schedule, which Is a little lower than
the old.
Philip Schumaker, paying toller of
the Teutonla bank, a state Institution
of New Orleans, was shot in the calf
of the leg while at work in the bank
counting cash previous to a meeting
of the finance committee. An examination of tlie bank's books seems to
poiut to a shortage of $18,000. Al
though the wound of Schumaker Is
not dangerous, he Is delirious tonight
and his doctor said he spoke of being
Every gambling house ln Montane
was closed last Tuesday, Attorney
General Donovan having Instructed
every county attorney to see that thoy
were closed. It Is the most radical
reform step ever taken In Montana
and the first time since the discovery
of gold that faro has not heen dealt
In the state. The atorney general
threatened to proceed against county
attorneys who failed to enforce the
A double suicide occurred at La-
conner, Skagit county, recently. John
Fay was employed by the Seattle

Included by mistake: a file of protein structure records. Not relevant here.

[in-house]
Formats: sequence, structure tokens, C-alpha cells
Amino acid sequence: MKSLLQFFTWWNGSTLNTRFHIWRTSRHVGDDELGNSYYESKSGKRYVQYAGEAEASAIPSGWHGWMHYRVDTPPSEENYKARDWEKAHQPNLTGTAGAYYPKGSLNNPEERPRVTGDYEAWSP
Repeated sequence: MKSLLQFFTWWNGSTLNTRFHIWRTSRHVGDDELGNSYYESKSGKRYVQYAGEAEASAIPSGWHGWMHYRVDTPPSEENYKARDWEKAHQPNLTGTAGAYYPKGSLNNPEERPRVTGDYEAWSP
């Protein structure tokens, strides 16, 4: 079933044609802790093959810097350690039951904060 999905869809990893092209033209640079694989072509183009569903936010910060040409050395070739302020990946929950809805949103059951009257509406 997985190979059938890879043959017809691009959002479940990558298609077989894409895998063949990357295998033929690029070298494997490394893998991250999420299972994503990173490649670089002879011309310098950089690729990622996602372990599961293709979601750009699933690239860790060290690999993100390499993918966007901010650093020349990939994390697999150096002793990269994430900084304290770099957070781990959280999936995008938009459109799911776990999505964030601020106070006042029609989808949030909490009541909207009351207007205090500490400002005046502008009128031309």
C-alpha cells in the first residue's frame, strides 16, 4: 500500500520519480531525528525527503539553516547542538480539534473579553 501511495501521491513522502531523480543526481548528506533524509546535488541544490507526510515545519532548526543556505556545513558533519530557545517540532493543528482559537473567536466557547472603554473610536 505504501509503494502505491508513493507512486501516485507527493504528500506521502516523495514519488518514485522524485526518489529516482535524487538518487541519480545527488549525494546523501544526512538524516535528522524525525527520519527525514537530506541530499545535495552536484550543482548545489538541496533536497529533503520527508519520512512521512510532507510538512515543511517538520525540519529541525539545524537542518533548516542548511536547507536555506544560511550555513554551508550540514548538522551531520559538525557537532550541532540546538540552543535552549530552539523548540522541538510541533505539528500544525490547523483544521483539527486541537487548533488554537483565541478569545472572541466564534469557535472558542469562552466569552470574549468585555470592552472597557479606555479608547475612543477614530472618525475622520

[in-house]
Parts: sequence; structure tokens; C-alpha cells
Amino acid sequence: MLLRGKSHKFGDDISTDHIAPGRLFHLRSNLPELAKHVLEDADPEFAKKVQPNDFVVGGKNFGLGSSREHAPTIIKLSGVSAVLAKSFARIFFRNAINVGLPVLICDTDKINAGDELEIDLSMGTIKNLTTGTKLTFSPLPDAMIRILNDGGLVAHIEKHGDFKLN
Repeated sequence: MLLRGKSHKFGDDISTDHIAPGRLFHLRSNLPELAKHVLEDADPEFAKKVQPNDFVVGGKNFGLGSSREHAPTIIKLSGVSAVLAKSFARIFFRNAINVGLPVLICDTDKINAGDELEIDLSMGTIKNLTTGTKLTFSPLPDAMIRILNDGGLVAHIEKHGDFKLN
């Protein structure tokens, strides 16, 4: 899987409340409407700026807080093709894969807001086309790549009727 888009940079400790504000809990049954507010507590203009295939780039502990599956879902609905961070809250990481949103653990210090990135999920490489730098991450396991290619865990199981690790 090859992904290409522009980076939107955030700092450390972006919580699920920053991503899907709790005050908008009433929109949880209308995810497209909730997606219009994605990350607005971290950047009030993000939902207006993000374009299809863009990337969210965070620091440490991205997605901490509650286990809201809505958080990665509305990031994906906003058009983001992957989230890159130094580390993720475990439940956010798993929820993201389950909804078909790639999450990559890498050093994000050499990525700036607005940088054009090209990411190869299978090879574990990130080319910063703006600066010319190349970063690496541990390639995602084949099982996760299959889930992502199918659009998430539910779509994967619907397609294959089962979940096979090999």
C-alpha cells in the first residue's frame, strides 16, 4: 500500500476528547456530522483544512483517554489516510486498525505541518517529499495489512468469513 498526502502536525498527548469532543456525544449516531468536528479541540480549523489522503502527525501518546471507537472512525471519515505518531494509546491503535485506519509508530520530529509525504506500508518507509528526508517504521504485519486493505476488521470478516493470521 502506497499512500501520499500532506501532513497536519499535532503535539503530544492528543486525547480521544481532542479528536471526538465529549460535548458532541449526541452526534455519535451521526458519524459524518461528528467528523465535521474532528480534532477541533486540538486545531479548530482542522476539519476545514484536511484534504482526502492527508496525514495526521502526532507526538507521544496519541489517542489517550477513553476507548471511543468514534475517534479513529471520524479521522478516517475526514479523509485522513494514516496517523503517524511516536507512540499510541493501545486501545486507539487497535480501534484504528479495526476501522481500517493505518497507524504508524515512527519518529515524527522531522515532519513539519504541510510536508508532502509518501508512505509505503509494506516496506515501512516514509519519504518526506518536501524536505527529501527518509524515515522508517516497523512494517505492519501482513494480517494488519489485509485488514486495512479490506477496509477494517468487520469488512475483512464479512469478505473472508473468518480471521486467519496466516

Bridge company, and his 15 year old
son assltsed him in his duties. The
boy committed some trivial offense,
for which his father corrected him.
This wounded the boy's feelings so
deeply that he stole out of the room,
secured a gun and shot himself In
the head. Hearing the report the
father hastened to the scene and saw
his son writhing in the agonies of
death. He grabbed the gun and blew
out his own brains.
The Anaconda Mining company and
the Great Northern railroad announce
that the mining company machine
shops at Anaconda and the railroad
machine shops at Great Falls, which
have been closed for some time on
account of labor troubles, will remain
closed permanently and the machinery transported elsewhere. The Groat
Northern hereafter will have all Its
work done at Spokane or St. Paul.
According to the officials, frequent efforts to treat with the strikers at. both
places have proved unavailing, and as
tho trouble Is constantly occurring.
It Is proposed in this way to put an
end to lt. 1
The Chinese peace plenipotentiaries
have agreed to the demonils of the pow-1